The problem with this perspective is cancel culture isn’t real, at least not in the way people believe it is. Instead, it’s turned into a catch-all for when people in power face consequences for their actions or receive any type of criticism, something that they’re not used to. I’m a black, Muslim woman, and because of social media, marginalized people like myself can express ourselves in a way that was not possible before. That means racist, sexist, and bigoted behavior or remarks don’t fly like they used to. This applies to not only wealthy people or industry leaders but anyone whose privilege has historically shielded them from public scrutiny. Because they can’t handle this cultural shift, they rely on phrases like “cancel culture” to delegitimize the criticism.
News that the drivers of official vehicles of several cabinet ministers have been driving around at high speed, collecting hundreds of thousands of Rand in speeding fines in the process, does not come as a surprise. Neither does it come as a surprise that the Department of Justice and Constitutional Development announced yesterday that these fines do not have to be paid as it was perfectly legal for blue light cars of cabinet ministers to disobey the same legal rules which us mere mortals are required to obey.
Section 58 and 60 of the National Road Traffic Act of 1996 were specifically changed in 2008 to allow those who are driven around by VIP Protection Unit Members with blue lights blaring to ignore traffic signs and speed limits. The amended provisions do not require the existence of an emergency situation before the official driver could legally disregard the laws of the road.
The provisions do place some limits on this otherwise blanket authorisation to break the law.
First, the Act states that a driver of a blue light vehicle who disobey the rules of the road “shall drive the vehicle concerned with due regard to the safety of other traffic”. Reckless driving, pushing other cars from the road and speeding to such an extent that it endangers the lives of others are not authorised by the Act. Where the drivers of blue light cars drive dangerously, they are exceeding their legal powers and they should be arrested. If blue light bullies fail to have sufficient regard for the safety of other road users they are criminals and the politicians who condone this behaviour are complicit in the commissioning of a crime.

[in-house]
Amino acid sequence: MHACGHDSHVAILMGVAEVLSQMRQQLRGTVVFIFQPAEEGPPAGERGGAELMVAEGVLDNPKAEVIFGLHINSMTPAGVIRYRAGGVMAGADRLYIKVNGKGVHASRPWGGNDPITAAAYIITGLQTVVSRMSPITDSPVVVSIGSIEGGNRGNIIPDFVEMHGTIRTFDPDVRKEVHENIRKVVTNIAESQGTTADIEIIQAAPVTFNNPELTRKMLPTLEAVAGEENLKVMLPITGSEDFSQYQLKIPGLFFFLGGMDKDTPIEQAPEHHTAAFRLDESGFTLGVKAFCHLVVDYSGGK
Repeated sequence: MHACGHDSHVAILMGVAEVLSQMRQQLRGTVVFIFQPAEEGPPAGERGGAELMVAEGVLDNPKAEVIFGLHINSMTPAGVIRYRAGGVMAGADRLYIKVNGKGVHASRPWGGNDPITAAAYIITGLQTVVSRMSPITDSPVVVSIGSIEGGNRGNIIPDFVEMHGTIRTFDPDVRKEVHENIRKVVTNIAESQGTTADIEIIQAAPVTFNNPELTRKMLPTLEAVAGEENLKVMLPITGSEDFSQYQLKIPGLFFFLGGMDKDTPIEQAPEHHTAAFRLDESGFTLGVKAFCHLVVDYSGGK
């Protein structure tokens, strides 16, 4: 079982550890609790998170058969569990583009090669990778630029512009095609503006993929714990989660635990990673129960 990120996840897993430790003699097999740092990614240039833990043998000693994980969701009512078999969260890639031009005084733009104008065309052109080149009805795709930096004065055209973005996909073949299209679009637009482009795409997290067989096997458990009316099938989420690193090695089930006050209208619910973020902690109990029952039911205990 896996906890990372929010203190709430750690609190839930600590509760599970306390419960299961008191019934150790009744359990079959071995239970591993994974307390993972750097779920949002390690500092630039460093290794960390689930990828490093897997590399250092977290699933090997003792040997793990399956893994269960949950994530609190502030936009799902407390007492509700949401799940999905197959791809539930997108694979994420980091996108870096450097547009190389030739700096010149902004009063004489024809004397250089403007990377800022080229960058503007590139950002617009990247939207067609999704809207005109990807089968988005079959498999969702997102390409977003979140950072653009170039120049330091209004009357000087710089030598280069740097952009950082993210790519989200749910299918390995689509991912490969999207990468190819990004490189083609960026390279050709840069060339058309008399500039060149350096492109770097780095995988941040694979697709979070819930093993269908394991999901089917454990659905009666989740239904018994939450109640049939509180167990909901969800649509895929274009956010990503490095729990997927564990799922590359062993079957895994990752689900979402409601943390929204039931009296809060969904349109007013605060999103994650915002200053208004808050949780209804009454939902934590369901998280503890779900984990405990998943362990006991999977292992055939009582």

Second, these drivers can only drive faster than the speed limit and disobey traffic signs if they are busy carrying out their official duties. They cannot speed or ignore other traffic rules when they are not actually driving around the VIP, the VVIP, or the VVVIP (I am tempted to keep on adding another “V” ad infinitum to illustrate the high importance of the esteemed cabinet ministers – at least in their own eyes). The statement by the Department is therefore not entirely correct as only those speeding fines incurred by drivers while doing their official duties would not be payable.
Apart from these requirements, there are no other limits placed on when the drivers of blue light cars can speed or ignore other traffic rules.
There are two problems with these amended provisions which specifically authorise those officials who drive around cabinet ministers and other Very Important People to disregard the ordinary traffic rules.
First, there is something completely unethical about these provisions. The amended provisions confirm that cabinet ministers and others authorised to make use of blue light cars, believe that they are so important that they should be treated differently from everybody else and that they are, in fact, for all intents and purposes above the law as far as traffic rules are concerned. In a country in which respect for the law is not high and in which corruption thrives, there is something deeply troubling about the message being sent out by these provisions. Surely, cabinet ministers more than anyone else, should send a signal that they do not see themselves as above the law and that they are respectful of the same laws that the rest of us are supposed to obey?